Changes in animal protection policies could make the future of migratory birds in the air.


The trump administration has announced that birds are being used to protect migratory birds from the current policy in the past 100 years.
In 1916, during the chaos of the first world war, President Woodrow Wilson and king George v of England signed the treaty of passage. Two years later, the migratory bird agreement act (MBTA) wrote the treaty into American law. In addition to the license or regulated hunting is allowed, these measures through the illegal hunting, killing, capture, kill or sell live bird or dead birds, feathers, eggs and nests to protect more than 1100 species of migratory birds.
This bold move was caused by a decrease in the number of birds in North America. About five million birds, especially waterfowl like egrets and herons, die every year, putting on hats for their feathers, which have become extinct. Fearing the same fate for other species, the leaders took action.
Now the ministry of the interior has issued a legal opinion, side by side to explain this behavior in addition to “accidentally take” activities, these activities are not to hurt the birds, but to do so in the foreseeable way directly, such as wetland in migratory birds to rest and feed. Why is that? For fear of “unlimited potential for criminal prosecution”. As the argument points out, the owner of a cat who attacks a migrant bird or a driver who accidentally hits a bird with a car may be charged with a crime.
But MBTA does not execute this way. Major negligence cases that apply to prospective and avoidance of potential hazards, such as the dumping of toxic pesticides into a pond used by migratory birds. The new legal interpretation means the company will avoid legal liability and liability for killing millions of birds each year.
Pollution, development and habitat loss kill birds.
Targeted killings are just one of many threats to migratory birds. Habitat loss, invasive species, pollution and colliding with buildings impose heavy tolls on many species. According to the U.S. fish and wildlife service, more than 40 million birds are killed each year by industrial activities or buildings (such as power lines, oil Wells, communications towers and wind turbines). The deepwater horizon oil spill in the gulf of Mexico in 2010 killed more than one million birds in an incident.

Each of the 17 former home office officials who represented Nixon through Obama’s administration wrote a memo expressing deep concern about the new policy. As they explain, MBTA provides a powerful incentive for the industry to work with government agencies to predict, avoid and mitigate predictable deaths or damage to birds.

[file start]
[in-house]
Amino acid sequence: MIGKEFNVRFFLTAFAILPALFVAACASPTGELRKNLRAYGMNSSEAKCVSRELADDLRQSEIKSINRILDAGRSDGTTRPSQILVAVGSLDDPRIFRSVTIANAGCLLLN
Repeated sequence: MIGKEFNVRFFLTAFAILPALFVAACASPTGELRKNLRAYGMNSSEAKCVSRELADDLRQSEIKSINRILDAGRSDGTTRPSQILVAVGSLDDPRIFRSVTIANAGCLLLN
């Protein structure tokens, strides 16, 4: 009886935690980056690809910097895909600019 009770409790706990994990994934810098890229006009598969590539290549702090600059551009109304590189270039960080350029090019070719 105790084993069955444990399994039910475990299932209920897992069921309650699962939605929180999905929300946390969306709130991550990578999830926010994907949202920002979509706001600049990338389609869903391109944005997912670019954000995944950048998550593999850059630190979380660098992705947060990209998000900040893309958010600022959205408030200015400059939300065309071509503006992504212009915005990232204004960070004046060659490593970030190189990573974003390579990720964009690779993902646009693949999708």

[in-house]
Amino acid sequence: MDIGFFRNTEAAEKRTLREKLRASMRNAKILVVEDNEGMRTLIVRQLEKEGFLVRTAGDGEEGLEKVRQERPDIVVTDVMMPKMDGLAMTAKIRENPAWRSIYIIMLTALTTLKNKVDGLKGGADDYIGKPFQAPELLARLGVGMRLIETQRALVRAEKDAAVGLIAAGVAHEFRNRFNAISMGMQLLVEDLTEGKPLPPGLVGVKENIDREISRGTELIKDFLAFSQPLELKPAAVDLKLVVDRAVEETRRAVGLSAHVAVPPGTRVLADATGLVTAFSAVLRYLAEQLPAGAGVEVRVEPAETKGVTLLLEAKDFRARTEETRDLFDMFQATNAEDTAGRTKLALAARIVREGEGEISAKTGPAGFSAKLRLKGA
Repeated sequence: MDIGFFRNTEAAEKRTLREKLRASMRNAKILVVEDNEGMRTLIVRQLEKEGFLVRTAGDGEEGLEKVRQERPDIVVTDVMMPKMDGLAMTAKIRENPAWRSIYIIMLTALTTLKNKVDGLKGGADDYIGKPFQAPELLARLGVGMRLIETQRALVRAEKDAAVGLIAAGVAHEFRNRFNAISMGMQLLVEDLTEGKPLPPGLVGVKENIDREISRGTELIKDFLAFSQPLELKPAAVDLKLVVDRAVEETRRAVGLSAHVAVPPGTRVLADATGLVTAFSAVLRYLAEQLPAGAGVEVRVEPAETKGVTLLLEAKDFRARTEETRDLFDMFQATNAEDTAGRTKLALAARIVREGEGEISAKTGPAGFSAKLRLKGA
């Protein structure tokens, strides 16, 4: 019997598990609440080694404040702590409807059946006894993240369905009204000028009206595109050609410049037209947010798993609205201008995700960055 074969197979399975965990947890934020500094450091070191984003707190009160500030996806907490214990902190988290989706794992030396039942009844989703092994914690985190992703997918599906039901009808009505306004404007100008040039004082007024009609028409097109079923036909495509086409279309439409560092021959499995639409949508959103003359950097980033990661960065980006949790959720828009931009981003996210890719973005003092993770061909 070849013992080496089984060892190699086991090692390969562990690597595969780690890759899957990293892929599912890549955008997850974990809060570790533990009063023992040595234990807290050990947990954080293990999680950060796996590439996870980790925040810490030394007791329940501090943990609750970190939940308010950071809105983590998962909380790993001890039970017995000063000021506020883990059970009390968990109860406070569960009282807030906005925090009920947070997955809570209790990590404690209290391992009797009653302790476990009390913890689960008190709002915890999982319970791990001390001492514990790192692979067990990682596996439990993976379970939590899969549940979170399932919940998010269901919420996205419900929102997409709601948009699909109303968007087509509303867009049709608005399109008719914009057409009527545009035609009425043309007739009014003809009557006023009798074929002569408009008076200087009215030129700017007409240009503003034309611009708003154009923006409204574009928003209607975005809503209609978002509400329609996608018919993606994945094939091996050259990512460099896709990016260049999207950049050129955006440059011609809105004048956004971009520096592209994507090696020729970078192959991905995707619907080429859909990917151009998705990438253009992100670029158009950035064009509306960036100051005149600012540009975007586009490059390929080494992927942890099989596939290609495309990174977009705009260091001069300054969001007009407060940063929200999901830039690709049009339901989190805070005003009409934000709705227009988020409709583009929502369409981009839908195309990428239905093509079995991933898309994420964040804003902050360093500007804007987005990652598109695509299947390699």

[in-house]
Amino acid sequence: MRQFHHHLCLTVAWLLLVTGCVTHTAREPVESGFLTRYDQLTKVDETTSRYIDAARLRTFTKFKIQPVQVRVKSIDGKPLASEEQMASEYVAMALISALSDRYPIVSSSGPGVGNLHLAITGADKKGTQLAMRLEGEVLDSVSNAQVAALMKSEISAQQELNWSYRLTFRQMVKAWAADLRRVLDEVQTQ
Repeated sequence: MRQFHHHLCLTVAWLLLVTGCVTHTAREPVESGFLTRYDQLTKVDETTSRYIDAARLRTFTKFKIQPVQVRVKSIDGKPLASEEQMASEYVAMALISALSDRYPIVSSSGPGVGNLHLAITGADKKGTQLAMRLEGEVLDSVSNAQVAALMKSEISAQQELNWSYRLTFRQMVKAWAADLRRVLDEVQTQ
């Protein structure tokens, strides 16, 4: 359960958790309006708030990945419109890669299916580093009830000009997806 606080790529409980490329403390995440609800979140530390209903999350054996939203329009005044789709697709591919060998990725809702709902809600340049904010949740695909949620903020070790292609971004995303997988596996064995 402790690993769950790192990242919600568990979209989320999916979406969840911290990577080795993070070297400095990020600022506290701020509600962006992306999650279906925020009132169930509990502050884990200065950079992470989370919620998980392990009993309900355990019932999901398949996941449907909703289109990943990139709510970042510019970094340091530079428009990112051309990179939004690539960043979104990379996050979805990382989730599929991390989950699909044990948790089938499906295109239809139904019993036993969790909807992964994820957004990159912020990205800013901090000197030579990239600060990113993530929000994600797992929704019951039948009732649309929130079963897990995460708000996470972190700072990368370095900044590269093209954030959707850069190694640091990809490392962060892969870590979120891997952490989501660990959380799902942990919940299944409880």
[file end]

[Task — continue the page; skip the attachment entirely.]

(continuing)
For example, it has prompted energy companies to install nets in places where oil drilling waste is stored. Because these pits look like water, birds tend to land on them, and may get into trouble and die. Installing a net on the pit will reduce the annual death rate of birds of about two million birds to between 500,000 and a million. Imperfect, but meaningful improvement.
Global citizens, global consequences.
Because migratory birds do not recognise international borders, reinterpreting MBTA’s consequences could cross national borders. In one year, a warbler may spend 80 days in Canada’s boreal forest, spend 30 days in the United States, rest and refuel during the migration, and spend 200 days in Central America.
In the Cornell laboratory of ornithology, we used volunteers to build maps and animations for data collected by eBird, the world’s fastest growing biodiversity database. These references indicate how migratory birds are connected to the state. Many people spent a year across the western hemisphere.
For example, the eastern breeding of the yulan orioles in the Yucatan peninsula and Central America winter, its temperature in a small part of its breeding range. Seeing the density of these birds in their winter habitat shows that every acre of our land is important to their survival.
In the same way, most of the population of western bovine liver bacteria in the west is wintering in Mexico. In this way, the winter habitat of birds is determined, and we can better protect species during the entire annual cycle.


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